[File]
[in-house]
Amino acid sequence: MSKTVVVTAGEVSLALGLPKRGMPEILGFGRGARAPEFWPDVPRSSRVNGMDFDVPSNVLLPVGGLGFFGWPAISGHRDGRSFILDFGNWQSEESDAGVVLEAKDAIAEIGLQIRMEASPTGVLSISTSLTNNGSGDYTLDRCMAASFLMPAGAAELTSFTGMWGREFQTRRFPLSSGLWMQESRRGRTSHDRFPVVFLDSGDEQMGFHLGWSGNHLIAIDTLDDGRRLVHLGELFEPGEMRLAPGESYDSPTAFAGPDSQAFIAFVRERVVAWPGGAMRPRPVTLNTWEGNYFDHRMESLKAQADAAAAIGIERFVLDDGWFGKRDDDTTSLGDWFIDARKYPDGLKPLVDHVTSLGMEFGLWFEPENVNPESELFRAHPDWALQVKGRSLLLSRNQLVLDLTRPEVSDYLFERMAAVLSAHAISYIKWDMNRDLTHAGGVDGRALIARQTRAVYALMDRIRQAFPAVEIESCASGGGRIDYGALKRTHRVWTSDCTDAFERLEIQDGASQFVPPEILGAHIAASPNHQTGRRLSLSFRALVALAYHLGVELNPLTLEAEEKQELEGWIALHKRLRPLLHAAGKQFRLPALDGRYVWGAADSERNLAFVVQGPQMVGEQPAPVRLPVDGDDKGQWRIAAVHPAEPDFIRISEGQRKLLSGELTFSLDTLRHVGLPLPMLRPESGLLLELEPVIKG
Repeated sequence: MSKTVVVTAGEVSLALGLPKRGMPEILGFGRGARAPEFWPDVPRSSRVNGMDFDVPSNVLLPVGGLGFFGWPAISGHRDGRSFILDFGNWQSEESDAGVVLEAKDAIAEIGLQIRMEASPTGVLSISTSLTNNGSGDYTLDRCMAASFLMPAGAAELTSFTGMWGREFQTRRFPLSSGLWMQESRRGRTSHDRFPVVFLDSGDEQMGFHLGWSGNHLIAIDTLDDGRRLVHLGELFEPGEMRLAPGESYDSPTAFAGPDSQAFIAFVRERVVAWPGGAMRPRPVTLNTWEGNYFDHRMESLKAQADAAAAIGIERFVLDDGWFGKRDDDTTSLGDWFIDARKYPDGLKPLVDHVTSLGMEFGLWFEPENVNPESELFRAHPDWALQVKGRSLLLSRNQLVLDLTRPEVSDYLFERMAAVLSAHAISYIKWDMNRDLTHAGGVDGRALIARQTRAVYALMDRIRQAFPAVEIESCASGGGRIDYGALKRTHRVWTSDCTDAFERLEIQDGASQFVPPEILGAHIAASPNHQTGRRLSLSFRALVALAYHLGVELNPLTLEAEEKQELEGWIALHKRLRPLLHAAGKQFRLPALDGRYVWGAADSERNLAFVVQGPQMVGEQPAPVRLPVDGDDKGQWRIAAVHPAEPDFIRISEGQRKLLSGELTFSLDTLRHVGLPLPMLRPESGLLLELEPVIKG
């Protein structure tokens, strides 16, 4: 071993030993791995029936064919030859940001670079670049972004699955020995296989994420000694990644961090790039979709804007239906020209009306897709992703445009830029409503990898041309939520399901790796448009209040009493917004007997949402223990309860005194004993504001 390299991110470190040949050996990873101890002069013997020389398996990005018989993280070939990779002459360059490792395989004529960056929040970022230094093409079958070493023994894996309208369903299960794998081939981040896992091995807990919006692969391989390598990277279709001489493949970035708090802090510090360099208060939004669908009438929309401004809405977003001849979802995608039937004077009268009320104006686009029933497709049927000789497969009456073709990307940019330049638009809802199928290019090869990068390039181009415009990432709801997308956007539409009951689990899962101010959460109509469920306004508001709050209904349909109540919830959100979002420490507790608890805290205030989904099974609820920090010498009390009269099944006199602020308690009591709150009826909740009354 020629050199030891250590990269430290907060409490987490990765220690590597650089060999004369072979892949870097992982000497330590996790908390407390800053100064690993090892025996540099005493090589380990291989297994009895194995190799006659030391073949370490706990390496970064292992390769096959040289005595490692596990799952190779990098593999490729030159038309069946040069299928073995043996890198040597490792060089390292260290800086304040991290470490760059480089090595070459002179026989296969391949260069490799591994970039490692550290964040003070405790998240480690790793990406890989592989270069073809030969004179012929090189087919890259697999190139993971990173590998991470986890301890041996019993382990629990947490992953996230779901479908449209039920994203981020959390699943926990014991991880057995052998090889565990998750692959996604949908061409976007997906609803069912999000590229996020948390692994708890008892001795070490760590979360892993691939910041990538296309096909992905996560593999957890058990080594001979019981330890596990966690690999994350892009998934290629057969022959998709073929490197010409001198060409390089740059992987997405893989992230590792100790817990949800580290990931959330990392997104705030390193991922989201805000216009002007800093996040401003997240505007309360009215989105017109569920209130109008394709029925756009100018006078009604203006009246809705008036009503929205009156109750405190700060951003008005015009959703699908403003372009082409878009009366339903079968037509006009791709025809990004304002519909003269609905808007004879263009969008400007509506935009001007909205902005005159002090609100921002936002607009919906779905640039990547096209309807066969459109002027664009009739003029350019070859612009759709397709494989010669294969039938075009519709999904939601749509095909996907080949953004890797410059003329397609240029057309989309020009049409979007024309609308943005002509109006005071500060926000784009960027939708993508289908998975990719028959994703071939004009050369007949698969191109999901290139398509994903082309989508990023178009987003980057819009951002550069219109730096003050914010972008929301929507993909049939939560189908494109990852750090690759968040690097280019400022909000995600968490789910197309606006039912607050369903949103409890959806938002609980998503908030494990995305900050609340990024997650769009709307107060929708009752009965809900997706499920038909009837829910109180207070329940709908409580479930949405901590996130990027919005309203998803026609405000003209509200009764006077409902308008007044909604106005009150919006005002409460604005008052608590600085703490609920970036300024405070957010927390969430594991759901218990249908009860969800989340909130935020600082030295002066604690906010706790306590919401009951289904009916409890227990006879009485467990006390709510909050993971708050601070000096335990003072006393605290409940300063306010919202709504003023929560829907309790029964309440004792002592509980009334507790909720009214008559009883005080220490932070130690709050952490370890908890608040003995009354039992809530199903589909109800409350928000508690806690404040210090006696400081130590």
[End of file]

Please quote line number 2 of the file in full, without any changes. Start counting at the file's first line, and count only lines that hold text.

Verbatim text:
Amino acid sequence: MSKTVVVTAGEVSLALGLPKRGMPEILGFGRGARAPEFWPDVPRSSRVNGMDFDVPSNVLLPVGGLGFFGWPAISGHRDGRSFILDFGNWQSEESDAGVVLEAKDAIAEIGLQIRMEASPTGVLSISTSLTNNGSGDYTLDRCMAASFLMPAGAAELTSFTGMWGREFQTRRFPLSSGLWMQESRRGRTSHDRFPVVFLDSGDEQMGFHLGWSGNHLIAIDTLDDGRRLVHLGELFEPGEMRLAPGESYDSPTAFAGPDSQAFIAFVRERVVAWPGGAMRPRPVTLNTWEGNYFDHRMESLKAQADAAAAIGIERFVLDDGWFGKRDDDTTSLGDWFIDARKYPDGLKPLVDHVTSLGMEFGLWFEPENVNPESELFRAHPDWALQVKGRSLLLSRNQLVLDLTRPEVSDYLFERMAAVLSAHAISYIKWDMNRDLTHAGGVDGRALIARQTRAVYALMDRIRQAFPAVEIESCASGGGRIDYGALKRTHRVWTSDCTDAFERLEIQDGASQFVPPEILGAHIAASPNHQTGRRLSLSFRALVALAYHLGVELNPLTLEAEEKQELEGWIALHKRLRPLLHAAGKQFRLPALDGRYVWGAADSERNLAFVVQGPQMVGEQPAPVRLPVDGDDKGQWRIAAVHPAEPDFIRISEGQRKLLSGELTFSLDTLRHVGLPLPMLRPESGLLLELEPVIKG